A while ago I was talking to another teacher about short fiction. The story I had just taught to my class was “Carnal Knowledge” by TC Boyle, an old favourite of mine, and it turned out he just had another story in the New Yorker a few weeks prior. Say what you want about The New Yorker–this coworker certainly did: “Lately I read their stories and I’m like, what was that supposed to illuminate?”
Although I didn’t have much of a response at the time, the comment stuck with me. What are stories supposed to illuminate? As I thumbed through Bloody Rose by Nicholas Eames, I found myself wondering what, if any value, a simple adventure story like this that plays with all the tropes might illuminate.
Bloody Rose is a bloody good time.
The main character, Tam, is a newly recruited bard for a band of warrior mercenaries who fight monsters for the amusement of vast, coliseum-like crowds. As they progress toward their actual goal of fulfilling a contract to slay a dragon eater called the Simurg, it becomes clear that Tam is a pretty gifted warrior (she takes after her dad) and the contract they are obliged to fulfill is more than what it seems. Along the way, all the Tolkien and Martin homages pop up, following well-worn tracks that include a Winter Queen to Treants. But it’s superbly executed, fun, and the familiarity of it is like a warm blanket. Does it illuminate anything particularly important regarding the human condition?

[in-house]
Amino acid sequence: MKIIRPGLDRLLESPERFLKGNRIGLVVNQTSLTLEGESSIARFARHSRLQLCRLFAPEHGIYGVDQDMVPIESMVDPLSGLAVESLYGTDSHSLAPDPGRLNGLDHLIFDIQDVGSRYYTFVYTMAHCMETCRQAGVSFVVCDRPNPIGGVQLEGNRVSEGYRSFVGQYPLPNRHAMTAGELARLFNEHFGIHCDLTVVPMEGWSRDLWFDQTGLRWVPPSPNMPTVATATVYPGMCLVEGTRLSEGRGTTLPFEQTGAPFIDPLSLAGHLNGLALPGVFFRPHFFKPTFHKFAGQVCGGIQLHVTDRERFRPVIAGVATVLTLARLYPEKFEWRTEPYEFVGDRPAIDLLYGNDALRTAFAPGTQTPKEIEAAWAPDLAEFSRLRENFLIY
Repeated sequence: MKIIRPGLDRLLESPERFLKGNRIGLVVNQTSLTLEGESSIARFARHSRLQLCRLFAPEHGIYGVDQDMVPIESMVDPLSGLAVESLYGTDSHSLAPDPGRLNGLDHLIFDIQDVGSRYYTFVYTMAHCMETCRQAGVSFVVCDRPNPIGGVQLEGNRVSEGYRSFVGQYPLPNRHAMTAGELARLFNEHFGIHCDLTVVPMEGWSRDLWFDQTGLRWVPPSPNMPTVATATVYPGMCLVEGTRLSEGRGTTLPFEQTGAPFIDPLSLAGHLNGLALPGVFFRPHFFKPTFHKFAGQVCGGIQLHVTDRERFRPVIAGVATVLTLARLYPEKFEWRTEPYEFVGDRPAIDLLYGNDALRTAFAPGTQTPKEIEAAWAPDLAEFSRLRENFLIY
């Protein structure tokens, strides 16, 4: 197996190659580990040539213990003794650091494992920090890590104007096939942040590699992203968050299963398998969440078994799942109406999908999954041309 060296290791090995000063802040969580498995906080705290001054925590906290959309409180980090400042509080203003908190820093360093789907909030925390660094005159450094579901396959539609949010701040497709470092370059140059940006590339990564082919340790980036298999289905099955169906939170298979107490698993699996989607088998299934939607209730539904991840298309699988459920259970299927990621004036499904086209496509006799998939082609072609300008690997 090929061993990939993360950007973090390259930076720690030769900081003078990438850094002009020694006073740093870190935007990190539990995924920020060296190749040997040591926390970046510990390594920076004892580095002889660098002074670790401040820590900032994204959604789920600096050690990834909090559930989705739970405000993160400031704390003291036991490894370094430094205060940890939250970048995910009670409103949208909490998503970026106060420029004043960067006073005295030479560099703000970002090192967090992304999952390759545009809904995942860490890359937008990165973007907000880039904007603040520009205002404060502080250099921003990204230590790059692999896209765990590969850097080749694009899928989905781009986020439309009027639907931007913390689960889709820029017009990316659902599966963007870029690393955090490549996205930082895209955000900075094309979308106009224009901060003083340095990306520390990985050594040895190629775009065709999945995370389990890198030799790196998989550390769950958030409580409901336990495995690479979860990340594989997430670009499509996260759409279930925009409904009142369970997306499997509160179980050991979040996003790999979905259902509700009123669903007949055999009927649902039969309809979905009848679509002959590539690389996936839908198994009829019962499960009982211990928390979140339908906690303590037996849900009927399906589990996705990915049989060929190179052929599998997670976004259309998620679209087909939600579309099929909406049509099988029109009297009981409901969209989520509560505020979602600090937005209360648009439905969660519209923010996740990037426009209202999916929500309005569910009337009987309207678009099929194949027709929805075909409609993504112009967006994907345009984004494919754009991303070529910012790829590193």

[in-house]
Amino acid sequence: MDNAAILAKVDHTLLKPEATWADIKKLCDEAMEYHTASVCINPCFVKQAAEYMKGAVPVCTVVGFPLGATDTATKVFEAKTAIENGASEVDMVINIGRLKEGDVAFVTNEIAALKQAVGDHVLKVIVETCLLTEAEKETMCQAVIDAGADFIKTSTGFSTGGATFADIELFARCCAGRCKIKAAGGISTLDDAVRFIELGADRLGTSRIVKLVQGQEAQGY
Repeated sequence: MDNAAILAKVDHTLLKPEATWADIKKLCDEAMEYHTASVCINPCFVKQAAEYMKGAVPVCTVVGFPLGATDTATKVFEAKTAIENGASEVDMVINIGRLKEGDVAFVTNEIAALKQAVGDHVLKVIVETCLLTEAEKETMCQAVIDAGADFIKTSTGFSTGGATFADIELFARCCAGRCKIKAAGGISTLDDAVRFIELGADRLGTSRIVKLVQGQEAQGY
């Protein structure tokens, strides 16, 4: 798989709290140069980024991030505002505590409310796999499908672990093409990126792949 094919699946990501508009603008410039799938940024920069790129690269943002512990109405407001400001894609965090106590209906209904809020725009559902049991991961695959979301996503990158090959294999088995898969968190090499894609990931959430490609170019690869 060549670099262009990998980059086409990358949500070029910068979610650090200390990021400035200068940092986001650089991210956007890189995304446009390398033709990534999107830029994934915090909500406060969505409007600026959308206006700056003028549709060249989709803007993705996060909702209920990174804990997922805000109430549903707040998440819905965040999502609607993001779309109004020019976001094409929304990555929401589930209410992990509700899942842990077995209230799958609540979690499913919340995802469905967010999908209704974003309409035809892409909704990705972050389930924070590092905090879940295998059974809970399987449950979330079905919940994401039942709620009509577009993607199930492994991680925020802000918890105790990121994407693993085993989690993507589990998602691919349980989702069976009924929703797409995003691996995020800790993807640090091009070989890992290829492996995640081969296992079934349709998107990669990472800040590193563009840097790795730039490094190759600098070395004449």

Well, maybe. Eames’ work develops multiple themes deftly. There’s a line about not getting to be the hero of one story without becoming the villain of another, but that’s pretty standard fare. Until the characters begin discussing the conflict driving the story–all these mercs killing monsters for sport comes at a cost. Most mercenaries only want to fight scrawny, starved monsters or those heavily sedated by drugs. The faraway threat, a horde of thousands of monsters threatening a city, can be viewed as villainous until you realize, the small creatures, the monsters that inhabit Eame’s world, view the mercenaries as the true monsters. One of the characters, a monster who travels in disguise says, “I was taught to believe we were enemies–just as you were raised to believe I was yours. I thought that killing monsters made the world a better place. I was wrong.”
So it must seem to any native of a country inhabited by a superpower.
And yet what Eame’s illuminates goes far deeper, exploring why people risk their lives for one another in battle and the double standard that exists for women and mothers. Rose, the mercenary for whom the novel is named, says, “I was raised on my father’s stories, spoon-fed glory until I hungered for it—until I thought I’d starve without it” Eames really is commenting on a whole bunch of stuff, from patriotism to the band of brotherhood-like bond that holds people together in combat. Rose is also a mother who left her child in the care of grandparents to go slay monsters. This would be nothing for a man, but for her, a woman, it requires constant justification.
Eames writes, “Evil thrives on division. It stokes the embers of pride and prejudice until they become an inferno that might one day devour us all.”
Division has long allowed literary types to keep their work distinctly apart from genre fiction, but if anything, Eames fast-paced beach read illuminated more about the human condition than some of the canonical texts I’ve been forced to teach over the years. Maybe that’s because I was paying special attention, or maybe I just asked the right questions, but I like to think it’s because genre fiction, by its very nature, needs to hit every note–plot, characterization, pacing and theme–with economy. By that measure, Bloody Rose is a symphony.
I finally have a response for my coworker: If you ask the right question, EVERY text illuminates something.
Categories: Book Reviews